Ahmed Douma in Cairo during the "day of Anger", January 25, 2011.
A graffiti image of Douma on a wall near the American University
Ahmed Douma (born September 1989) is a prominent Egyptian activist and blogger, who has famously been arrested under each consecutive Egyptian government in recent years. He is a member of the Egyptian Popular Current.
In February 2009, Ahmed Douma, then a student at Tanta University, was arrested at the border to the Gaza Strip, after he had entered it with a group of anti-war activists who wanted to express their solidarity with the Palestinian people. He was tried before a military court for illegally crossing the border and sentenced to one year in prison. During his transport to the prison and during interrogations there, he was tortured and threatened with the use of false confessions to obtain further convictions against him.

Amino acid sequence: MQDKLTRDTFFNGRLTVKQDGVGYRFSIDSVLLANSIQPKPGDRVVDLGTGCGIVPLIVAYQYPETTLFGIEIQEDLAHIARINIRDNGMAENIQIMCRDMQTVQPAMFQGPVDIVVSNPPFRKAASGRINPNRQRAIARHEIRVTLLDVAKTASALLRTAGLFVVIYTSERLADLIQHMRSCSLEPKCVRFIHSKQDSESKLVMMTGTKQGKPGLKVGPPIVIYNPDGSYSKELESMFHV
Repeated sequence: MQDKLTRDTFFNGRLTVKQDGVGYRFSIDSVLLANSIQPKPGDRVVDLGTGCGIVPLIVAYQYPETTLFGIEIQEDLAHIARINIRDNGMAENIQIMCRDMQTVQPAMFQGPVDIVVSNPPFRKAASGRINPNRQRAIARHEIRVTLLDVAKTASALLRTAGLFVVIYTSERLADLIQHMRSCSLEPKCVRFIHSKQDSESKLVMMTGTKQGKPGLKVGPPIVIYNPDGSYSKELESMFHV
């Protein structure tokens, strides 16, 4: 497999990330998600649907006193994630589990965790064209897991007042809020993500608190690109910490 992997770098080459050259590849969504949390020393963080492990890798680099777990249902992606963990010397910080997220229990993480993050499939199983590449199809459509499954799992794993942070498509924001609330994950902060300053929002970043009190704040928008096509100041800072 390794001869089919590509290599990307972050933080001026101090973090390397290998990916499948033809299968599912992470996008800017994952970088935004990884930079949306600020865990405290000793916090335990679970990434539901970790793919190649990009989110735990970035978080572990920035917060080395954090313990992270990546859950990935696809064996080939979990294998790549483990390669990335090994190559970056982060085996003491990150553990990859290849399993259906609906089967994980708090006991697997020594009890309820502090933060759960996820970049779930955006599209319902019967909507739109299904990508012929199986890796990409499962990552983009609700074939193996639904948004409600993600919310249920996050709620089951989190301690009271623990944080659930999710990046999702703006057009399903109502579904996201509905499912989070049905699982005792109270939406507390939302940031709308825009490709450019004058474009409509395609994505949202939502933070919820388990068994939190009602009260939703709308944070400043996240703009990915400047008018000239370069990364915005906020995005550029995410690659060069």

In January 2012, he was detained and charged with inciting violence against the army and encouraging attacks on public property, following the Cabinet clashes in December 2011. During these clashes, 12 people were killed and 815 were injured, when police and military forces cracked down on a sit-in outside the Cabinet office in Cairo, which was organized by activists protesting against the appointment of Kamal Ganzouri as prime minister by the Supreme Council of the Armed Forces.
In April 2013, Ahmed Douma was arrested after calling President Morsi a killer and a criminal, and on 3 June he was convicted to six months in prison for insulting the president. However, Douma appealed the verdict, and on 6 July another court ordered his release without bail.
On 3 December 2013, Ahmed Douma was arrested at his home, following a protest organized by the No Military Trials for Civilians campaign in defiance of a new restrictive protest law, which was violently dispersed by the police. On 22 December, he was sentenced, together with Ahmed Maher and Mohammed Adel, to three years in prison with hard labour and a fine of EGP 50,000 for his participation in protests illegal under the new protest law.